Joe Burrow and Justin Herbert are currently engaged in an arms race for the title of Rookie of the Year. While Herbert leads their sprint (according to Vegas) at the 7/16ths mark, I'll take Joe Burrow over Herbert today, tomorrow, and any day for the next 15 years.
That's not a shot at Herbert. His performance as the Chargers' starter has been spectacular. But what Burrow has done in seven games with Cincinnati is nothing short of a miracle. And we're not talking about his stats (yet). We're talking about how he's transformed the entire franchise in just six months.
Despite what their 1-5-1 record suggests, the Bengals are (gasp) competitive this season. With the exception of a 27-3 loss to the Ravens, they have been within four points in their four other losses. That wasn't the case last year when the team went 2-14, had a -141 point differential, and lost six games by 10 points or more. But with Burrow under center, there is a clear belief within the huddle that they can win any game.
In Week 7, the Bengals lost to the 5-2 Browns on a touchdown with 11 seconds remaining after Burrow tossed the potential game-winning touchdown less than a minute earlier. In Week 6 with Cincinnati trailing the 4-2 Colts by four points, Burrow drove it to the Colt's 37-yard line before a forced third-down pass in the end zone was intercepted with 39 seconds left. In Week 1, Burrow drove the Bengals to Chargers' 13-yard line with seven seconds remaining, but the would-be, game-tying 31-yard try was wide right.
That's the kind of competitiveness the Bengals expected/needed from Burrow after they selected him No. 1 overall in this year's draft. He showcased a fiery personality while leading LSU to an undefeated season last year, and while his record-breaking statistical season and Heisman win were important, the Bengals needed someone to re-sharpen their edges. Burrow is doing that and more.
So far this season, Burrow has thrown for 2,023 yards on a 66.6 percent completion percentage with 9 TDs against 4 INTs. He's added 3 rushing TDs and 121 yards on the ground. He's already thrown for 300 yards in five games, which is one away from the rookie record held by Andrew Luck and is on pace to break Luck's record for the most passing yards by a rookie in NFL history (4,374).
Herbert, who has started two fewer games than Burrow, has accumulated 1,542 passing yards on 67.4% completions with 12 TDs against 3 INTs. He's ran for two more touchdowns and 121 yards. He's also lost only one fumble to Burrow's 3. And yet when you look at the supporting cast, the statistical advantage Herbert holds is completely unsurprising.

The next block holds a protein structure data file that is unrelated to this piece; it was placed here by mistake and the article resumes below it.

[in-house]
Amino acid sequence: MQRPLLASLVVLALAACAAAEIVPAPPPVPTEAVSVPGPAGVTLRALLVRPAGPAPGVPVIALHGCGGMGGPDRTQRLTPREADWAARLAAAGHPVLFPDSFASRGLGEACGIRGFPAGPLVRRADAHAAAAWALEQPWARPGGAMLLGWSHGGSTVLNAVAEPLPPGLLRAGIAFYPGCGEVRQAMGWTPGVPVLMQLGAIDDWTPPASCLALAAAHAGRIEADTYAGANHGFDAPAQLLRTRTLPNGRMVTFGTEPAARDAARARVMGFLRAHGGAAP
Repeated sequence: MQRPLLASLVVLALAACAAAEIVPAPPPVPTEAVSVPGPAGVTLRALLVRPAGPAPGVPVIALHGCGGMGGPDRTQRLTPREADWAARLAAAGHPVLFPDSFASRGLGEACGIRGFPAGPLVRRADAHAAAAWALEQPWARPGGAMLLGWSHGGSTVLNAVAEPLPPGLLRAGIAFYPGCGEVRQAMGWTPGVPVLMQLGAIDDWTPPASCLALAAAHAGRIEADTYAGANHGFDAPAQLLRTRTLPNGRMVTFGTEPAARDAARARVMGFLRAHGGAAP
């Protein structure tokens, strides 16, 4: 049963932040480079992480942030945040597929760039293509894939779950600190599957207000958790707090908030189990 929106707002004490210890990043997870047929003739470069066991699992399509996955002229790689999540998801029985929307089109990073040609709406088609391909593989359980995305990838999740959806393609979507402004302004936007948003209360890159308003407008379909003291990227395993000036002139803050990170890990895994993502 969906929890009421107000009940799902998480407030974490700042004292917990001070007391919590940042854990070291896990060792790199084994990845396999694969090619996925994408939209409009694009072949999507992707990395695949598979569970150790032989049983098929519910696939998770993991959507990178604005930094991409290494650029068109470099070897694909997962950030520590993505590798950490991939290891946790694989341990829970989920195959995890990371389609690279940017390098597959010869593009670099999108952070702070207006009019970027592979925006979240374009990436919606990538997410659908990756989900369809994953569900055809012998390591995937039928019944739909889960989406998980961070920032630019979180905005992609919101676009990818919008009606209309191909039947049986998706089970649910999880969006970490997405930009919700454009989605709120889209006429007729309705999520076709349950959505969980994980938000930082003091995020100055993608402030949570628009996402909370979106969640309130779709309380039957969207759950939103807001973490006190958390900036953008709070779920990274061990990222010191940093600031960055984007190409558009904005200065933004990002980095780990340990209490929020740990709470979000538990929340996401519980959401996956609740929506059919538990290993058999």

Chargers wide receiver Keenan Allen is a Top-10 wide receiver in football and a three-time Pro Bowler. Tight end Hunter Henry is an amazing security blanket for Herbert and Austin Ekeler (currently hurt) is one of the best pass-catching backs in the league. The Chargers also already had established leaders in their locker room and had a quarterback-friendly offense installed coming into this season. Hell, noodle-arm Philip Rivers threw for 4,615 yards and 22 TDs for them last year.
Burrow's top targets, meanwhile, are two-time 1,000-yard receiver Tyler Boyd, rookie Tee Higgins, and a debilitated and seemingly-uninterested A.J. Green. Their running backs don't contribute much to the passing game (or the rushing game considering Burrow is their second-leading rusher) and they have no tight end worth mentioning. Their offensive line has also given up the most sacks in the NFL. The Chargers are No. 15 in the league.
Based on their performances so far, both franchises are assuredly happy with their rookie quarterbacks. They've both proven a lot in a short amount of time. But Burrow has done more with less talent under greater pressure with more expectations and playing for a franchise with a well-established losing culture. His impact goes far beyond the stats or what you'd expect from a rookie, and that is why I want Joe Burrow under center for my team any day of the week.